A good place to begin cultivating children’s emotional intelligence is in high-pressure situations, where EQ skills can be used to facilitate coping. For example, as the holiday season approaches, adults and children alike are faced with the particular challenges of the season, such as disrupted daily routines, chaotic schedules, and the simple overstimulation of so many people, so much noise, and such unrelenting activity.

Taking the time before the holidays arrive to develop a self-care plan with your child is an ideal way to cultivate their EQ. For example, you can work with them to develop a strategy for managing the season’s festivities without becoming overwhelmed. Talk with your child to help them plan for rest breaks. Help them identify times and situations in which they are more likely to feel anxious or upset, and come up with a solution for dealing with those moments. You and your child, for example, might select a quiet room where they can go when they need a break, a calming piece of music that they might listen to, or even a discrete signal that the two of you can privately share to let you know when your child needs some support. In this way, you are helping your child learn to identify, label, and manage their emotions, which is a cornerstone of EQ.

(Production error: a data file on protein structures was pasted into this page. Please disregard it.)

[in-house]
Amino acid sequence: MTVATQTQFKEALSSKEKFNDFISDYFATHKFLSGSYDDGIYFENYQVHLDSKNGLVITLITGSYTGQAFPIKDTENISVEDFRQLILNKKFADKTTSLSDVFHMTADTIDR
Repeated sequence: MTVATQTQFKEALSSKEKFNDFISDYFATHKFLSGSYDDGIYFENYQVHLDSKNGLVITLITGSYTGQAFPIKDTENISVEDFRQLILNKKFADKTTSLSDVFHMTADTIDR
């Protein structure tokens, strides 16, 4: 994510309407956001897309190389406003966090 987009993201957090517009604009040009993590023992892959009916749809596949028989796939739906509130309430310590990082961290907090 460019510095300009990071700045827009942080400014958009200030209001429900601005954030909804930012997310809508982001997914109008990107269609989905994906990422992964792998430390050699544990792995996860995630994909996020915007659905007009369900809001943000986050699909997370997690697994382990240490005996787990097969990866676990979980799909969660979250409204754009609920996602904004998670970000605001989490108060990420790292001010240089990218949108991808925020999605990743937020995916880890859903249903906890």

Another important aspect of this is helping your child learn to practice mindfulness. Mindfulness is particularly important in combatting anxiety and depression because it requires the person to ground themselves in the present, to focus on both the external environment and internal responses, from feelings to physiology. Through mindfulness, for example, children can learn to notice their breathing and heart rate and to use these to alert themselves to the fact that they may be getting anxious. Once they know how to spot the signs, you can give them tools to help them self-regulate, such as deep breathing exercises or playing with a worry ball or other stress-relieving toy.

Of course, EQ isn’t only concerned with self-care. A high EQ also prioritizes empathy and relationships. And this is, perhaps, where modeling plays an especially important role. Your child doesn’t just need you to teach them how to take care of themselves. They also need to see you taking care of yourself and others. This includes, for example, having open, honest, and age-appropriate conversations with your child about your feelings, including “negative” ones, such as fear or sadness. They should also be able to see you practicing self-care, such as using the “quiet room” yourself when you need it.